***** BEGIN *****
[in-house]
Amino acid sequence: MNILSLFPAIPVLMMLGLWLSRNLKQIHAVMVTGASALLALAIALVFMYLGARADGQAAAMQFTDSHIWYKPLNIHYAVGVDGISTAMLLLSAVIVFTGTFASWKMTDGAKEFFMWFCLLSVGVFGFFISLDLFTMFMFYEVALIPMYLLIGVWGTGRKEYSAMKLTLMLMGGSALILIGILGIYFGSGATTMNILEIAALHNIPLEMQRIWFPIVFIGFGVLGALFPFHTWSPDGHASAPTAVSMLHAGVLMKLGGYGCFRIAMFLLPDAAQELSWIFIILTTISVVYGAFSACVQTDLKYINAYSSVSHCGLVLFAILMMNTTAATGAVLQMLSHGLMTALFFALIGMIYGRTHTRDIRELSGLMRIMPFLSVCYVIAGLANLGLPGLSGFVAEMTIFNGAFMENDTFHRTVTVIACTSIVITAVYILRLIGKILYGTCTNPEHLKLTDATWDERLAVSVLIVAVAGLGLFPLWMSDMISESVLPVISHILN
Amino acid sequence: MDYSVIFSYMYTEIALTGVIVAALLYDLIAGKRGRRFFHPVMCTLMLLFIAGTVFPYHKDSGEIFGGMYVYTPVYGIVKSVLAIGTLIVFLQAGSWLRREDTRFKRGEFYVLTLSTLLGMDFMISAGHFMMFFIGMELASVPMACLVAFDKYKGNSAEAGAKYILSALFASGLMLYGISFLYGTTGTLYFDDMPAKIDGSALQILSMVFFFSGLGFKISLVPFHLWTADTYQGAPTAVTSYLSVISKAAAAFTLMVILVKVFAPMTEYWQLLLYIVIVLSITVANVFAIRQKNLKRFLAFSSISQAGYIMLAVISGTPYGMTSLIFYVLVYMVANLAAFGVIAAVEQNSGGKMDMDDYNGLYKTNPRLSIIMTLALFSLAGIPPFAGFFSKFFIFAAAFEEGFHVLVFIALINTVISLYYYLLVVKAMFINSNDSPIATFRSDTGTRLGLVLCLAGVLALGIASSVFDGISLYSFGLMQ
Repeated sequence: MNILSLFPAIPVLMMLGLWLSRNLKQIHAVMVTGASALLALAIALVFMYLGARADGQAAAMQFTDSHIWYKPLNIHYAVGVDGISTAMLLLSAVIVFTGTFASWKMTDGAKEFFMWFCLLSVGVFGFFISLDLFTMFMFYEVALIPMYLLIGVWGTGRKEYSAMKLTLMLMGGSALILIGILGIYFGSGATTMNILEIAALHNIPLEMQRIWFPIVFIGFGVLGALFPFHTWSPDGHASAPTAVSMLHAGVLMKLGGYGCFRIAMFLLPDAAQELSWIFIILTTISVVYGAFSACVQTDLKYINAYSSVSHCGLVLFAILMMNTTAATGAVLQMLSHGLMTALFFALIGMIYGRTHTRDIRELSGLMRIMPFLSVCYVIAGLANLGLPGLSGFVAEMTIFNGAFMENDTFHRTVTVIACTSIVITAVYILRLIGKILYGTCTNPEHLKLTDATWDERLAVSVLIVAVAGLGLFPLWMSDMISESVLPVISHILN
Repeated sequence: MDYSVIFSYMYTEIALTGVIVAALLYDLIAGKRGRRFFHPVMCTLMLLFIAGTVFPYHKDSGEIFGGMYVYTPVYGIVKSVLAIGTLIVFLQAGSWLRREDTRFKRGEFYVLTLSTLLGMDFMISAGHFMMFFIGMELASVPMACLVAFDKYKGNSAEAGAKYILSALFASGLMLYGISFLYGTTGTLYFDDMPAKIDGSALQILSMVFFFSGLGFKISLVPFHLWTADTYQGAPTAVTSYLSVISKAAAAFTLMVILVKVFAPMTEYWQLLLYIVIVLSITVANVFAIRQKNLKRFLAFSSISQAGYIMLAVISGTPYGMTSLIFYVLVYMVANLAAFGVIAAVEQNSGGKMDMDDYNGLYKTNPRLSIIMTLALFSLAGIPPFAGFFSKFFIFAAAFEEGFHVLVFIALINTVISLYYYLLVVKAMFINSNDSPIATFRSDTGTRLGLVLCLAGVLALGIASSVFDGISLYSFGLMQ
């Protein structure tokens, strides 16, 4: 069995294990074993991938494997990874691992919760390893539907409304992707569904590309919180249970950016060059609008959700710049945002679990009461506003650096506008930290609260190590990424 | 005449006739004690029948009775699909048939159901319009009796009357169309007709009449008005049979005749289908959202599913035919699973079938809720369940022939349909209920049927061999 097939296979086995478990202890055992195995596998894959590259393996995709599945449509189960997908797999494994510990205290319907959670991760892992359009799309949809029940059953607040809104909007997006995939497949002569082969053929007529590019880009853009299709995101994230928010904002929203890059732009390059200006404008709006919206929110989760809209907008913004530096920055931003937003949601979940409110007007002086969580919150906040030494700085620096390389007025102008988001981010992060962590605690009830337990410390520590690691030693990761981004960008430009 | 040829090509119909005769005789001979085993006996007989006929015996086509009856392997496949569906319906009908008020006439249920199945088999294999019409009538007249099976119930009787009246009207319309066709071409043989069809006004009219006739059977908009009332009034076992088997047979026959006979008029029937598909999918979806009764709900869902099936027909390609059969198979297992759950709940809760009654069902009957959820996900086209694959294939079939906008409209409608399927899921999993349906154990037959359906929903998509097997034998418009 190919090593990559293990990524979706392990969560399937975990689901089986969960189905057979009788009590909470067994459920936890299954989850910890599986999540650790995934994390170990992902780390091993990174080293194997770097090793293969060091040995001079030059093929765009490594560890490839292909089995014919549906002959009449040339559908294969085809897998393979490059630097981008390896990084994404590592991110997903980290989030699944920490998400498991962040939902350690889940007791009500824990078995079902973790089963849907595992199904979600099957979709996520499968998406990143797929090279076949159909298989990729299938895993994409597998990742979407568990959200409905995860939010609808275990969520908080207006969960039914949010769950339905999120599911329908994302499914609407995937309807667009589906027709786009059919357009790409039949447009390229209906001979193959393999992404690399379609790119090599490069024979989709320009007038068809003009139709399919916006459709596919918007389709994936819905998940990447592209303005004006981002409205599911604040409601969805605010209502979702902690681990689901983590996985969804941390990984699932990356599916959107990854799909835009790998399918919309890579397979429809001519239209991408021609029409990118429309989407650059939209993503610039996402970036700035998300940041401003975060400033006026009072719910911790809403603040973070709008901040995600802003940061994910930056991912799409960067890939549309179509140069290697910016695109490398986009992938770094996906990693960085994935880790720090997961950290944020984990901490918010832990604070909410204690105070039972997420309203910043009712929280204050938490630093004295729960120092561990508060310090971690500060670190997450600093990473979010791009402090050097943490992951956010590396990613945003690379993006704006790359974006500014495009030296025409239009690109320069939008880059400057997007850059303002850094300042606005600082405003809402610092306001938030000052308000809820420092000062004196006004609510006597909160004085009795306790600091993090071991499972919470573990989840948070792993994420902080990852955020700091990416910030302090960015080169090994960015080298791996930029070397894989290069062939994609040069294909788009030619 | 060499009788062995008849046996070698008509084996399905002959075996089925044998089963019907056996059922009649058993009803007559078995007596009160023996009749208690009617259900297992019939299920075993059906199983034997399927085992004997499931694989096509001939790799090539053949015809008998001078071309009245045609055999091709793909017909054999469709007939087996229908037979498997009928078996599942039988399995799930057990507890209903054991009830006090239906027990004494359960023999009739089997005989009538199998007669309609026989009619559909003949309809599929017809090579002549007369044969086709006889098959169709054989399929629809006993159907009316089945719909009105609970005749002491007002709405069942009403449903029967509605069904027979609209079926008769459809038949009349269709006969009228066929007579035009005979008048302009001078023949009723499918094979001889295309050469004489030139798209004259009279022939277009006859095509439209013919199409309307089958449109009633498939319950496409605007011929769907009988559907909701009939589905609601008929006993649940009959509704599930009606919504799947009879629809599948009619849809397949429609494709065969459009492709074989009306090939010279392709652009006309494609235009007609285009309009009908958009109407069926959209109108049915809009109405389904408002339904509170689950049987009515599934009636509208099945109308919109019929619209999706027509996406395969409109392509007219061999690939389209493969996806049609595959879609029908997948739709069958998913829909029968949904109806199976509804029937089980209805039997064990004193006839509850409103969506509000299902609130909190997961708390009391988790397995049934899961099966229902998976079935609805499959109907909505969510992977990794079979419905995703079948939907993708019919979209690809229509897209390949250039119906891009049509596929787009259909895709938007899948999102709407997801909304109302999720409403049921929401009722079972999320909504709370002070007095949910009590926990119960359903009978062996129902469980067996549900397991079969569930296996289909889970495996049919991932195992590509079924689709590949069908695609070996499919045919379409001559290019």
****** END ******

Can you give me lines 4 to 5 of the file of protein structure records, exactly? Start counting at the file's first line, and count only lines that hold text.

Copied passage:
Repeated sequence: MNILSLFPAIPVLMMLGLWLSRNLKQIHAVMVTGASALLALAIALVFMYLGARADGQAAAMQFTDSHIWYKPLNIHYAVGVDGISTAMLLLSAVIVFTGTFASWKMTDGAKEFFMWFCLLSVGVFGFFISLDLFTMFMFYEVALIPMYLLIGVWGTGRKEYSAMKLTLMLMGGSALILIGILGIYFGSGATTMNILEIAALHNIPLEMQRIWFPIVFIGFGVLGALFPFHTWSPDGHASAPTAVSMLHAGVLMKLGGYGCFRIAMFLLPDAAQELSWIFIILTTISVVYGAFSACVQTDLKYINAYSSVSHCGLVLFAILMMNTTAATGAVLQMLSHGLMTALFFALIGMIYGRTHTRDIRELSGLMRIMPFLSVCYVIAGLANLGLPGLSGFVAEMTIFNGAFMENDTFHRTVTVIACTSIVITAVYILRLIGKILYGTCTNPEHLKLTDATWDERLAVSVLIVAVAGLGLFPLWMSDMISESVLPVISHILN
Repeated sequence: MDYSVIFSYMYTEIALTGVIVAALLYDLIAGKRGRRFFHPVMCTLMLLFIAGTVFPYHKDSGEIFGGMYVYTPVYGIVKSVLAIGTLIVFLQAGSWLRREDTRFKRGEFYVLTLSTLLGMDFMISAGHFMMFFIGMELASVPMACLVAFDKYKGNSAEAGAKYILSALFASGLMLYGISFLYGTTGTLYFDDMPAKIDGSALQILSMVFFFSGLGFKISLVPFHLWTADTYQGAPTAVTSYLSVISKAAAAFTLMVILVKVFAPMTEYWQLLLYIVIVLSITVANVFAIRQKNLKRFLAFSSISQAGYIMLAVISGTPYGMTSLIFYVLVYMVANLAAFGVIAAVEQNSGGKMDMDDYNGLYKTNPRLSIIMTLALFSLAGIPPFAGFFSKFFIFAAAFEEGFHVLVFIALINTVISLYYYLLVVKAMFINSNDSPIATFRSDTGTRLGLVLCLAGVLALGIASSVFDGISLYSFGLMQ